The other day, my seven year old son told me that he needed to bring a collection of 100 things to his first grade class in celebration of 100 days of school. During the past few years, I have visited Pinterest to help both of my sons create unique school projects in between long work days and fly by night weekends. But this year was different because I had just returned from a week long business trip and was faced with tons of laundry and a huge to do list of simplistic things that seemingly only wanted my attention.
As I looked down in my son's big brown eyes, I pondered whether he would be content with bringing a box of 100 paper clips, a bag of 100 staples or 100 sheets of copy paper to school for his class presentation. But then I recalled my promise that I would give him an experience of a lifetime if I was blessed to conceive him and to give birth to him despite my challenges with fertility. So with less than 20 minutes to spare, we ran off to Target to purchase a collection of 100 things before it closed.
While my son excitedly ran through aisle after aisle hoping to find something fun and creative, I trudged along. We couldn't find anything that caught our eyes that wasn't banned on the school list, such as marbles, colored Pom Pom balls, thumb tacks and collectible cards. After ten minutes or so, I made an executive decision to buy 100 character stickers to place in a hand-drawn maze to depict Maze Runner, a movie we recently watched. But as I waited at the check-out counter to purchase the poster board and stickers, I saw a bag of Dum-Dum lollipops lying next us.
And as I picked up the bag of Dum Dum pops, I began to think of myself, my clients and our competition. Much like Dum-Dum pops, thought leaders, inspirational speakers and transformational coaches have similar wrappings in that we have similar messages, similar platforms, similar pricing and similar promises of making life sweeter for others. But despite what people see on the outside as being the same, what is on the inside makes the difference. Much like the flavors of the Dum-Dum lollipops, our process of becoming was different in that some of us have been cherry picked, some have always been an apple of another's eyes and others have been surprised by life. Similarly, our tastes have been molded and shaped based on our life experiences. In effect, some of us have become a little bitter, a little sweeter, a little more savvy, a little more strategic, a little more spiritual and a little more braver for some, but just right for others.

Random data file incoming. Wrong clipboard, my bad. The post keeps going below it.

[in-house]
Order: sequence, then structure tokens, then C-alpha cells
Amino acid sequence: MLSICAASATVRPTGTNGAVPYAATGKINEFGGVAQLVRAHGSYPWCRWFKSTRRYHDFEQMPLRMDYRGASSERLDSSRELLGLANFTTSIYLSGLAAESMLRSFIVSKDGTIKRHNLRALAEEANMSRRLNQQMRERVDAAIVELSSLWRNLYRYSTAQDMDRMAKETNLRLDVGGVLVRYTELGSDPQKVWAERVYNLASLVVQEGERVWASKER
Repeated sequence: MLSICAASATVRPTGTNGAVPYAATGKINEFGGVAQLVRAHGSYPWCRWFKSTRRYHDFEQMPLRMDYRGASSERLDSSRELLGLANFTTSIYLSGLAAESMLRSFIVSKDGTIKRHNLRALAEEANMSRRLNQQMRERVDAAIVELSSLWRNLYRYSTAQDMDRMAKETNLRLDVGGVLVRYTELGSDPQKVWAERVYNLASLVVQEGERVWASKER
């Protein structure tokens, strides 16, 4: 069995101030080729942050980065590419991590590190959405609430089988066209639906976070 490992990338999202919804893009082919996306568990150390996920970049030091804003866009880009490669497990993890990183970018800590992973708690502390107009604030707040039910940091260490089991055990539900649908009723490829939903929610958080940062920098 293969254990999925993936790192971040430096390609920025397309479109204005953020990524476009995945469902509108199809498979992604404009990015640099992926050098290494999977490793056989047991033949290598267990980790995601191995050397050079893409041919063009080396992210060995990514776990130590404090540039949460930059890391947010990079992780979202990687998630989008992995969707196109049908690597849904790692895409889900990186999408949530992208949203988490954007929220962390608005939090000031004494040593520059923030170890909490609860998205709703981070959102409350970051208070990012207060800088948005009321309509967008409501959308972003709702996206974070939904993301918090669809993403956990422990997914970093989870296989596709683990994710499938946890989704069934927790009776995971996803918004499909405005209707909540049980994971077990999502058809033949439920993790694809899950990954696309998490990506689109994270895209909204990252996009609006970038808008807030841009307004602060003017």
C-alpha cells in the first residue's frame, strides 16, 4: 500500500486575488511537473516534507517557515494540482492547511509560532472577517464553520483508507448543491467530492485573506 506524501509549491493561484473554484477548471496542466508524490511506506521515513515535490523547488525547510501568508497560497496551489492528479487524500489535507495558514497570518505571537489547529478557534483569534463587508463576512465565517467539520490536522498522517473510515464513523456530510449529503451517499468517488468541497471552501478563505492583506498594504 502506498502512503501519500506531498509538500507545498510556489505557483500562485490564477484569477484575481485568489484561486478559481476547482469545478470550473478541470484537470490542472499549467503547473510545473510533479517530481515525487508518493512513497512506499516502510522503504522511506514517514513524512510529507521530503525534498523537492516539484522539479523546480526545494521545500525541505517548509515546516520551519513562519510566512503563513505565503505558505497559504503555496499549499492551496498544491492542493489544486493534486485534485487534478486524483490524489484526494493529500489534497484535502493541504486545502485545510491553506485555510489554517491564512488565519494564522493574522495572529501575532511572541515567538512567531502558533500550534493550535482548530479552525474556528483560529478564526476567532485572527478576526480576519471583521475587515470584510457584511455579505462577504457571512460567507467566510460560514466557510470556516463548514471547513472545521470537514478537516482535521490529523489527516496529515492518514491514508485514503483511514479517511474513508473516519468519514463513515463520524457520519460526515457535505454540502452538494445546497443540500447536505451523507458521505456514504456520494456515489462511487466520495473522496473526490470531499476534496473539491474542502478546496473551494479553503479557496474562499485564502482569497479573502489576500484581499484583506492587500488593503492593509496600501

However, unlike Dum Dum pops none of us are limited to sitting off to the side in hopes that someday we would be discovered, selected and appreciated by others for a fleeting moment. Instead, we can seek, find and connect with those who crave a solution to their problems based on their tastes. We can also offer opportunities to allow others to taste and see that we are good enough to satisfy their cravings for the sweeter, finer and more fulfilling things in life. Lastly, the sweetness within is abundant and everlasting which help us satisfy those who like us, know us and get us throughout our lifetime. And as we continually appreciate our inner sweetness, we inspire others to keep coming back for more!
Toni Moore, Esquire is a legal coach and Purposeful Makeover Strategist who inspires women to embrace their personal power to redefine their possibilities. Feel free to connect with Toni on Twitter/Instagram/Gmail: @ToniDivamoment.
Toni Moore, Esq.
Toni is an attorney and business coach who is committed to helping women uplevel their success.
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